Install

Get the latest updates as we post them — right on your browser

. Last Updated: 07/27/2016

Coy Policy On Refugees Of Cold War

For President Fidel Castro to lay the blame for the mass refugee exodus from Cuba solely at the door of the United States is patently absurd. The main reason why so many people want to leave Cuba is three decades of communist repression and economic mismanagement.


But it is undeniable that a great number of the thousands of people who have been setting sail for Florida aboard flimsy boats, rafts or even astride planks of wood have done so to take advantage of the former U.S. pledge to admit all asylum seekers from Cuba, encouraged further by Washington's economic embargo.


The U.S. decision last Friday to reverse its asylum policy and to detain all future boat people picked up at sea at the American military base at Guantanamo Bay was understandable given the scale of the exodus, but it carried with it an unpleasant odor of double standards.


Throughout the Cold War years, the issue of freedom of movement was one of the main sticks used by the West to belabor the communist camp. The denial of travel to Soviet Jews wishing to emigrate, to political dissidents, to artists and writers trying to throw off the bonds of totalitarian culture was raised at countless international conferences.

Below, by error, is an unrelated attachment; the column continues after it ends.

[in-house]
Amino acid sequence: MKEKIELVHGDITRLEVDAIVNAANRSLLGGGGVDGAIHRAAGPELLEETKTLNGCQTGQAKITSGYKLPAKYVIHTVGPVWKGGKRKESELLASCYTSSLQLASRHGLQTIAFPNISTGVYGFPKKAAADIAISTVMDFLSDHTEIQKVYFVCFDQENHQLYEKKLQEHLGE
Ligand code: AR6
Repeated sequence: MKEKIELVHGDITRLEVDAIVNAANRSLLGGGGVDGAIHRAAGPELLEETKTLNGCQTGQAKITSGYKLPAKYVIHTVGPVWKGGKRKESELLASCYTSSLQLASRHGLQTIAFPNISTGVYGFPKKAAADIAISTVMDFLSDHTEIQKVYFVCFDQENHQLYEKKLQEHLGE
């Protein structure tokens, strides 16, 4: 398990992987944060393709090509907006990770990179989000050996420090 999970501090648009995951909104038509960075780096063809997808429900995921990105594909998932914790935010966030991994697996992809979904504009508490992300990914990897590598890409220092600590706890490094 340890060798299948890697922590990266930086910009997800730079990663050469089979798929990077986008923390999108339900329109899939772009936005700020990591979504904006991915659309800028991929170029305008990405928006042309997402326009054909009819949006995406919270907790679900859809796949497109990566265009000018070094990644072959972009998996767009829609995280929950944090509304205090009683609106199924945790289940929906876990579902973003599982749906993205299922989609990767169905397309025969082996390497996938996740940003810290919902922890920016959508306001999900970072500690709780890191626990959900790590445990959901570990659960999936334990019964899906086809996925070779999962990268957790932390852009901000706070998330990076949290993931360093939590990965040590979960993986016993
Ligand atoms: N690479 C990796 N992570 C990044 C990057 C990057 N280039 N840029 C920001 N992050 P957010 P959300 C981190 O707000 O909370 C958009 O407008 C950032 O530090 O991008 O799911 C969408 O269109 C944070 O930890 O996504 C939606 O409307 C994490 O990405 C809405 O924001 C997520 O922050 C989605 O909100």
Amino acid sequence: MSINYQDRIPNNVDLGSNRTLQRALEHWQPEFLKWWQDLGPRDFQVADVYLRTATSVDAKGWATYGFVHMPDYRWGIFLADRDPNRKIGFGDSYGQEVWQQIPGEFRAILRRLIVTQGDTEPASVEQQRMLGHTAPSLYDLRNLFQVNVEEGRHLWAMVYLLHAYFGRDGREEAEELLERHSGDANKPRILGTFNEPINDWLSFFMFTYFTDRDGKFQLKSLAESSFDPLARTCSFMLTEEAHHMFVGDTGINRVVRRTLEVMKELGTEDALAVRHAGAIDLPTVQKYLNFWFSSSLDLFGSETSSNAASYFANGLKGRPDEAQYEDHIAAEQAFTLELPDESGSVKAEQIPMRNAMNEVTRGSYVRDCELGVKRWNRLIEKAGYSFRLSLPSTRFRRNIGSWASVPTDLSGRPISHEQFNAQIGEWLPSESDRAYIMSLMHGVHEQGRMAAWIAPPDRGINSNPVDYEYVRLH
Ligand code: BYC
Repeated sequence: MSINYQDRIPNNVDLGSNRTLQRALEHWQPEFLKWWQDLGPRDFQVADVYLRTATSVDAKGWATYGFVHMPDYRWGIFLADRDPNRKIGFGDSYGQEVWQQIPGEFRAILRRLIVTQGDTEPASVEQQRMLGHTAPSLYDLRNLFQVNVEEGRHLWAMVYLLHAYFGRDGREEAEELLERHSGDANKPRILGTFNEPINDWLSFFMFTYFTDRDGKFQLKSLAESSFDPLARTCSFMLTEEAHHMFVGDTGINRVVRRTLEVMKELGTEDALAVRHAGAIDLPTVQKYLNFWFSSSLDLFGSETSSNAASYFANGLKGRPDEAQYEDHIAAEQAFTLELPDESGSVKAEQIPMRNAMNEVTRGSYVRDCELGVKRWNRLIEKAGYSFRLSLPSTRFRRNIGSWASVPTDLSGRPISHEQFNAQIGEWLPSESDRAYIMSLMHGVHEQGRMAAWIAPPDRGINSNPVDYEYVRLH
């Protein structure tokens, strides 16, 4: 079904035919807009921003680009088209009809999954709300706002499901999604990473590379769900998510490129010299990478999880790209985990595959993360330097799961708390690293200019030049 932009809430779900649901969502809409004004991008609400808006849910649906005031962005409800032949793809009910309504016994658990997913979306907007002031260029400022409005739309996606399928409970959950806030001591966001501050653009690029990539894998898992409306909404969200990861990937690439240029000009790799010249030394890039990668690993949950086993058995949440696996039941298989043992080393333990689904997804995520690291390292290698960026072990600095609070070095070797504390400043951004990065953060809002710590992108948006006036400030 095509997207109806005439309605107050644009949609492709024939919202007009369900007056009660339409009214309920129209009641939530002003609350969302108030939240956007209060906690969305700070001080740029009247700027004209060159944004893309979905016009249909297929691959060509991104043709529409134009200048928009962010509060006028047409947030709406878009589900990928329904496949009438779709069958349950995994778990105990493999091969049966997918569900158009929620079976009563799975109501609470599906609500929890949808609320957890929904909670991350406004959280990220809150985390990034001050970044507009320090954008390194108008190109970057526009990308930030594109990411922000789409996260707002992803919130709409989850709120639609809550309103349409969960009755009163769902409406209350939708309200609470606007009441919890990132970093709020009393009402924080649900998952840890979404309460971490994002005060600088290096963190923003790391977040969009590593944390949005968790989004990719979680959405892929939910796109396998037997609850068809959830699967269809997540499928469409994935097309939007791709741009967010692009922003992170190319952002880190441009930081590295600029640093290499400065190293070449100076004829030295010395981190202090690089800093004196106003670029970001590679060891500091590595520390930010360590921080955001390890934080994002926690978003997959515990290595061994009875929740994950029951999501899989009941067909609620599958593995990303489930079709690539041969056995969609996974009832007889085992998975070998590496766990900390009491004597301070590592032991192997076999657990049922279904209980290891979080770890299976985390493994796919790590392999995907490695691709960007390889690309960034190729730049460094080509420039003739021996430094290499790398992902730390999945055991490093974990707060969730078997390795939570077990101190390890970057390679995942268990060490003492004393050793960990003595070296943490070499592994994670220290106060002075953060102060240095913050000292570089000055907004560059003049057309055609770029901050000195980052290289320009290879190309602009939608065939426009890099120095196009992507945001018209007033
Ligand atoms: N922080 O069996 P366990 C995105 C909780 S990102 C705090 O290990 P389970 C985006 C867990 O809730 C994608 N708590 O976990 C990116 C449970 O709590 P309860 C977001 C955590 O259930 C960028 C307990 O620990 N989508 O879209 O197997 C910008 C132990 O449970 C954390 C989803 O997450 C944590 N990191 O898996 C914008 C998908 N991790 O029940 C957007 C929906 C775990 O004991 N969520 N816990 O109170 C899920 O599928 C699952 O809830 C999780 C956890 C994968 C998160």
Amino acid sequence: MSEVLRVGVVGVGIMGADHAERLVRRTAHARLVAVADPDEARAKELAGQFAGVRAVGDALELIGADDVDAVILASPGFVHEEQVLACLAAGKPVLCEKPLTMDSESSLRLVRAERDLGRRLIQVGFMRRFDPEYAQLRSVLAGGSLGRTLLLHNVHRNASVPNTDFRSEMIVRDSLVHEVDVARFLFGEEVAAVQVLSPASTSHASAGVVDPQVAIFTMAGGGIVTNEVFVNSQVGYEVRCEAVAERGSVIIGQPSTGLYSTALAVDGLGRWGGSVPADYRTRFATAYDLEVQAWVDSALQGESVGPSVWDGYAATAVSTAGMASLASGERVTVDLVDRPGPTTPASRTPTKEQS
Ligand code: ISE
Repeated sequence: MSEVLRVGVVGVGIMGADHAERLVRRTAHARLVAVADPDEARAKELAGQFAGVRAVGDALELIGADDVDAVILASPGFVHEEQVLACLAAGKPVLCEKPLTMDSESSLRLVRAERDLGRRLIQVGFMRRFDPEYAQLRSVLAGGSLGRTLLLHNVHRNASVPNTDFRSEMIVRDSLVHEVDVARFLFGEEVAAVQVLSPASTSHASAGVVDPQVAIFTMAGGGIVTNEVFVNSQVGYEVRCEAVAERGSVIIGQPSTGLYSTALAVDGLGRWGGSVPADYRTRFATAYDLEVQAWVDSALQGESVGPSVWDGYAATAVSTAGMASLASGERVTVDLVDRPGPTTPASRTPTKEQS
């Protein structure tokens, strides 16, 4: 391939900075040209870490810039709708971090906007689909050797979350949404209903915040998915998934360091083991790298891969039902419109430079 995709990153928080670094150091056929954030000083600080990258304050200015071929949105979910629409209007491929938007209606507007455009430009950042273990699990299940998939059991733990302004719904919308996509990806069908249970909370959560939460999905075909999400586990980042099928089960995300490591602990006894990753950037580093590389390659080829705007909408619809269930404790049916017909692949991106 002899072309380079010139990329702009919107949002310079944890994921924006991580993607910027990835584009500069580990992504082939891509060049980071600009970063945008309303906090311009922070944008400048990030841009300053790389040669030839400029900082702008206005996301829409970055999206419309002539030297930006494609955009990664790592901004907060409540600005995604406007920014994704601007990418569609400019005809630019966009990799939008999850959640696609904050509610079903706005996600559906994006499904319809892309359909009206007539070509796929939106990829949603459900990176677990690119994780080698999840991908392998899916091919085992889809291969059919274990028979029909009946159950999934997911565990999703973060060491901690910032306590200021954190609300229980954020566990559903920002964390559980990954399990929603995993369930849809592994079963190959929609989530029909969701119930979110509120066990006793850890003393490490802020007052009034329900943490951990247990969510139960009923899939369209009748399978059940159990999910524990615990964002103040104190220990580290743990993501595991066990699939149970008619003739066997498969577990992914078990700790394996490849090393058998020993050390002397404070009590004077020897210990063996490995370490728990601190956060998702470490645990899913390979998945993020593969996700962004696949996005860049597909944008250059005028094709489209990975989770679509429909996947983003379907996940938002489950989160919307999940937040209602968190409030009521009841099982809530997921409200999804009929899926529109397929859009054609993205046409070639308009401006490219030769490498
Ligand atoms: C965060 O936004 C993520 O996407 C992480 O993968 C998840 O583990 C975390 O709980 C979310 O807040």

It was only when the Berlin Wall collapsed and the Iron Curtain was torn down at the end of 1989 that the West grasped the implications of the new freedom of movement and hurriedly erected its own barriers against a feared tidal wave of impoverished refugees from Eastern Europe and the Soviet republics.


As the lines of would-be emigrants snaked longer and longer around the Western embassies in Moscow, Warsaw and Bucharest, Western Europe began to talk more and more of the need to bar "economic refugees" trying to take advantage of the social benefits and financial opportunities of life in the West.


Now the United States in turn is talking about the need to curb the numbers of Cuban "economic refugees" -- a term that was rarely if ever applied to the thousands of exiles from the 60s, 70s and 80s who made their fortunes in Miami.


As with the collapse of the iron curtain, the gradual erosion of the Castro regime has forced the United States to reconsider its invitation to the huddled masses of the former communist world. This may seemmorally unacceptable, but it is also a simple fact of history.


But in the case of Cuba, Washington is at the same time encouraging people to flee by imposing an embargo and broadcasting to Cuba about the regime's shortcomings while refusing refugees entry to the United States. This dual policy is not imposed by history, it is hypocrisy.